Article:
Kam Wilcox’s love for gymnastics has shaped him for the better

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When someone says “trampoline,” most people imagine a backyard full of energetic kids who burn their energy by bouncing on a trampoline until they drop with exhaustion. But after one look at the gravity-defying, and rather strenuous, routines put on by high school gymnasts, that image changes completely.

For an endless number of hours, high school and older gymnasts train, twisting and turning to make their routines of ten skills utter perfection. Simultaneously, they must also train their brain to be somewhat numb to any possible fears that they could have during their performance. Junior Kam Wilcox is quite familiar to that degree of training and has been doing so for about seven years, after completely falling in love with it when he was younger.

“[Gymnastics is] hard because it’s not just a sport where you have to work really hard, but it’s also mentally rigorous,” Kam said. “You will get scared because you don’t want to get injured, and you may not even want to try new things because you have that fear.”

To overcome the mental blocks and fears that come with gymnastics, especially trampoline, can be extraordinarily difficult. Any mental breakdown and lack of energy mid-air could cause one to lose themselves in the air and become out of routine and character. Understandably, many gymnasts have experienced that fear and exhaustion, including Kam.

“When Kam has been worked pretty hard, you can see it on the tramp,” coach Anthony Castillo said. “When he has his bad days, all he needs is a little confidence booster and a break. We have three-hour practices almost every day, and that can wear on someone’s body and mind.”

However, because of his diligent attitude and desire to overcome every obstacle, Kam’s fears no longer hold him back. In fact, he uses his fears as an example for fellow teammates at his gym, Aerial and Baranis, by inspiring and guiding them past any similar fears his team may have.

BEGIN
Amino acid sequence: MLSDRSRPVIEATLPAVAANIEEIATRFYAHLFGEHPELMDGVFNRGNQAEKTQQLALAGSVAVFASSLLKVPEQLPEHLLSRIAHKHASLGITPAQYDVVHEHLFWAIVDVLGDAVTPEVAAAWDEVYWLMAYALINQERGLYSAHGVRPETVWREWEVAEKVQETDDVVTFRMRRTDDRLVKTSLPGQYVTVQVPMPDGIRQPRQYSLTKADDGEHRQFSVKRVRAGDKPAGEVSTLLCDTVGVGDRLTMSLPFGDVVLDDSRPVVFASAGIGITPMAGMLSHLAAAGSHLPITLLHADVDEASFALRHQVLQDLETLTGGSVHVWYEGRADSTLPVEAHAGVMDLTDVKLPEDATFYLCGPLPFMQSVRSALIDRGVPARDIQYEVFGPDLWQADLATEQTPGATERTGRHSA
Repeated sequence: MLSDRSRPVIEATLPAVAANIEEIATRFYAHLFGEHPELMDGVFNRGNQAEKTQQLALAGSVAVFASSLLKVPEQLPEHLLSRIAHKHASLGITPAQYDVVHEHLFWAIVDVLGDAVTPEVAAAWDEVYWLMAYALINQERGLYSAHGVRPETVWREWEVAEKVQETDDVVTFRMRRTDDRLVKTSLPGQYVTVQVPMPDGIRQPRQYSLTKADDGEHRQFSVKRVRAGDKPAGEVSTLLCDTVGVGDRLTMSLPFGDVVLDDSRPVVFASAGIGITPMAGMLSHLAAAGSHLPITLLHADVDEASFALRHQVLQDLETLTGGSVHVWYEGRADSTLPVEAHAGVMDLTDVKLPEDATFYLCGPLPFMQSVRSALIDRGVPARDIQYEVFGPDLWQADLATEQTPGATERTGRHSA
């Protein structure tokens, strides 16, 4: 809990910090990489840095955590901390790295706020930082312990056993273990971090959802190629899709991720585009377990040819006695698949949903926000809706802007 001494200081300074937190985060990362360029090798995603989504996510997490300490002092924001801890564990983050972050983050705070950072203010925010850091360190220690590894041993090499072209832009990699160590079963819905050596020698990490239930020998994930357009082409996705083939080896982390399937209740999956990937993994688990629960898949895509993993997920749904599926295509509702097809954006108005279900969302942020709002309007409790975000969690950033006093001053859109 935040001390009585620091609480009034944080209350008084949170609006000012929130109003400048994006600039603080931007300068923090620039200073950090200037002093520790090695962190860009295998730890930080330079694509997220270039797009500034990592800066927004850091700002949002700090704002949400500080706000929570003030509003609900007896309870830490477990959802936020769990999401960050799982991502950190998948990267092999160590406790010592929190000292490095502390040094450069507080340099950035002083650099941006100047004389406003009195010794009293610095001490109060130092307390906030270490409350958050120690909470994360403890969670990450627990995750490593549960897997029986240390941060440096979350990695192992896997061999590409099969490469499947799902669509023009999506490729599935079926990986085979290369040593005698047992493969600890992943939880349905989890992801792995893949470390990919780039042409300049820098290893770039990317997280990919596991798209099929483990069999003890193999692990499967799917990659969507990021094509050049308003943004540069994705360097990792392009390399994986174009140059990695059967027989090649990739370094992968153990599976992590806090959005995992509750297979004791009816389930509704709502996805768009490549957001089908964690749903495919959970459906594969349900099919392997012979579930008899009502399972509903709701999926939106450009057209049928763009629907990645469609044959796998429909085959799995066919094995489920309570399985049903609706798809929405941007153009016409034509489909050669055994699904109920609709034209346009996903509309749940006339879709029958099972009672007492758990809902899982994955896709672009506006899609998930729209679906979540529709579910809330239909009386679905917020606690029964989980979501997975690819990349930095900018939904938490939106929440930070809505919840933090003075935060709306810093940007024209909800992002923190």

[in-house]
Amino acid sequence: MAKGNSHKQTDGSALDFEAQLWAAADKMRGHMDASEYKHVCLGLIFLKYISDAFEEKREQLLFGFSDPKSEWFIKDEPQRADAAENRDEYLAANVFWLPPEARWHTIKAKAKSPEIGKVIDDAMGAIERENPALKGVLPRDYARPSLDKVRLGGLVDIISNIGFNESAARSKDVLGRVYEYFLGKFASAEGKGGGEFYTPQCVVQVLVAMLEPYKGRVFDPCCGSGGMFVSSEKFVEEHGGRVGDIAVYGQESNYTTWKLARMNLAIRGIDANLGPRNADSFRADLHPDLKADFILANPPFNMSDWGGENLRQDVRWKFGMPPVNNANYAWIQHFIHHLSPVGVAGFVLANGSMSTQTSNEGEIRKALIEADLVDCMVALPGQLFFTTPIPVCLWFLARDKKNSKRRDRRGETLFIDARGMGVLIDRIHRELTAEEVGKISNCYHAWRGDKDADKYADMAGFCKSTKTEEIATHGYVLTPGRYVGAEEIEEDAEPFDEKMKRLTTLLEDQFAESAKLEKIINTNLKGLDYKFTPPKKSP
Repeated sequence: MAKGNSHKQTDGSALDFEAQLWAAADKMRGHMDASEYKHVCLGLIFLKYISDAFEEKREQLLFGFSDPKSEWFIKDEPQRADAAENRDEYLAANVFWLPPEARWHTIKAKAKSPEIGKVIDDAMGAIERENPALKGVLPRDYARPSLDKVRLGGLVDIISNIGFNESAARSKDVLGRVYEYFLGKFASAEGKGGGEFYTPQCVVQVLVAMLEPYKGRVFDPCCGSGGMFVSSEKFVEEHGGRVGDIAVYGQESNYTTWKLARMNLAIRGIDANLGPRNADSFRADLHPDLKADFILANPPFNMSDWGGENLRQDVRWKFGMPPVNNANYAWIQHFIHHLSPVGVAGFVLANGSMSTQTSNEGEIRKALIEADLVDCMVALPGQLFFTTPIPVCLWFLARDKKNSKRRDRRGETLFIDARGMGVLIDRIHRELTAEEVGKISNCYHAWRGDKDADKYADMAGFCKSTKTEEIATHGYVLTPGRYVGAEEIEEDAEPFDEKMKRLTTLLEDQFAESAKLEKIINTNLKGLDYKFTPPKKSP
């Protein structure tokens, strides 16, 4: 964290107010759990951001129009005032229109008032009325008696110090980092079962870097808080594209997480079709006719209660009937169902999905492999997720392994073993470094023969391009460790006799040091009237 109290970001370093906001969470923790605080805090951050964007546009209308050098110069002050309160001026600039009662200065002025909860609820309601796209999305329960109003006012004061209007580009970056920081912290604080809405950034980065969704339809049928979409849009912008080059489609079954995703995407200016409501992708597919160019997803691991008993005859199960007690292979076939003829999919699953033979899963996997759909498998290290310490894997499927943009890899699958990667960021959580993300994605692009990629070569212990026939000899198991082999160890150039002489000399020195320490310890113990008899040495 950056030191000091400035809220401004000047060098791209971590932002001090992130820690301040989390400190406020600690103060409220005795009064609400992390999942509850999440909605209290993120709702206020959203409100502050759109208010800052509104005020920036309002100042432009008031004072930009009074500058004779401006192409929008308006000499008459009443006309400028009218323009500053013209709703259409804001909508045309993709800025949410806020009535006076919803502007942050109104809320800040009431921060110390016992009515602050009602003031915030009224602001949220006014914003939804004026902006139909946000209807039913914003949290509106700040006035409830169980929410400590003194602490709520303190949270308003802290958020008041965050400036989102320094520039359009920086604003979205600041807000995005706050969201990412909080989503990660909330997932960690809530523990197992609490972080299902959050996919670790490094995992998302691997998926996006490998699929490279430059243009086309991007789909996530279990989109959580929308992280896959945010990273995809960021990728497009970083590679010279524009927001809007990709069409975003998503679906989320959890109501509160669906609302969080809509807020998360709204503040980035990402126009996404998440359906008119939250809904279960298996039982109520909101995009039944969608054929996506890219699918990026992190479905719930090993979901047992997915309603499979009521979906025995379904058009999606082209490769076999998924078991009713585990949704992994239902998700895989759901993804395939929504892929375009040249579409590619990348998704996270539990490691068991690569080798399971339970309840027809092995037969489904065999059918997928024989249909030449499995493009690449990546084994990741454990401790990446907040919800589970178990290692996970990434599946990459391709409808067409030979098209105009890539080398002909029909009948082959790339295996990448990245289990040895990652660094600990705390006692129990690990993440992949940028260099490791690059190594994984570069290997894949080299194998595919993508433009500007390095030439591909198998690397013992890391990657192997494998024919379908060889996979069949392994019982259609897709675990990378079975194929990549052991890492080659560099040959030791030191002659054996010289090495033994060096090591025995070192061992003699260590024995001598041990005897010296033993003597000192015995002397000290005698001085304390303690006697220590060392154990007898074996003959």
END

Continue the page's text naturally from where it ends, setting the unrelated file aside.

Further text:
“Kam’s biggest strength mentally is his ability to coach other kids and the ability to coach himself too if he needs,” Castillo said. “Kam loves to coach kids more than he does to compete, and it really helps out as a coach because I can’t be in all places at once.”

This mentally rewarding feat, along with the innumerable amount of time spent at the gym together, has made Kam and his teammates incredibly close, making them more like family than just a team.

“[To put it simply, gymnastics] is just fun,” Kam said. “I’ve been at this gym for so long that my team is my family. The gym is basically my second home because I’m there half of my summers.”

The bond forged between Kam and his teammates have brought them beyond best friends to the point that they are each other’s biggest supporters and role models.

“There’s a lot of good influence at my gym because all the people at my gym are really nice and really accepting,” Kam said. “They just want you to be the best that you can be. It kind of rubs off on you as you grow up and mature in this environment.”

For sophomore and teammate Evan Nickel, Kam has been a major influence for his gymnastics. Kam constantly encouraged Evan to join Aerials and Baranis a couple years ago, and since then, their relationship has grown deeper through their common interest in gymnastics and in drumline for the band program.  

“Every so often in seventh grade, Kam would come up to me with a video of his progress or beg me to join the team,” Evan said. “I did eventually listen to him and join the team. Kam has been a good, close friend.”

As both a supportive teammate and as a constant friend, Kam is helpful to those around him, while also brightening their day with his sunny outlook on life.

“The thing I appreciate most about Kam is his love and compassion for his teammates and friends,” Castillo said. “He always shows that he cares more about them than himself, and I think that’s why he’s so successful. He has so much support but also gives out so much, and it’s awesome to see.”

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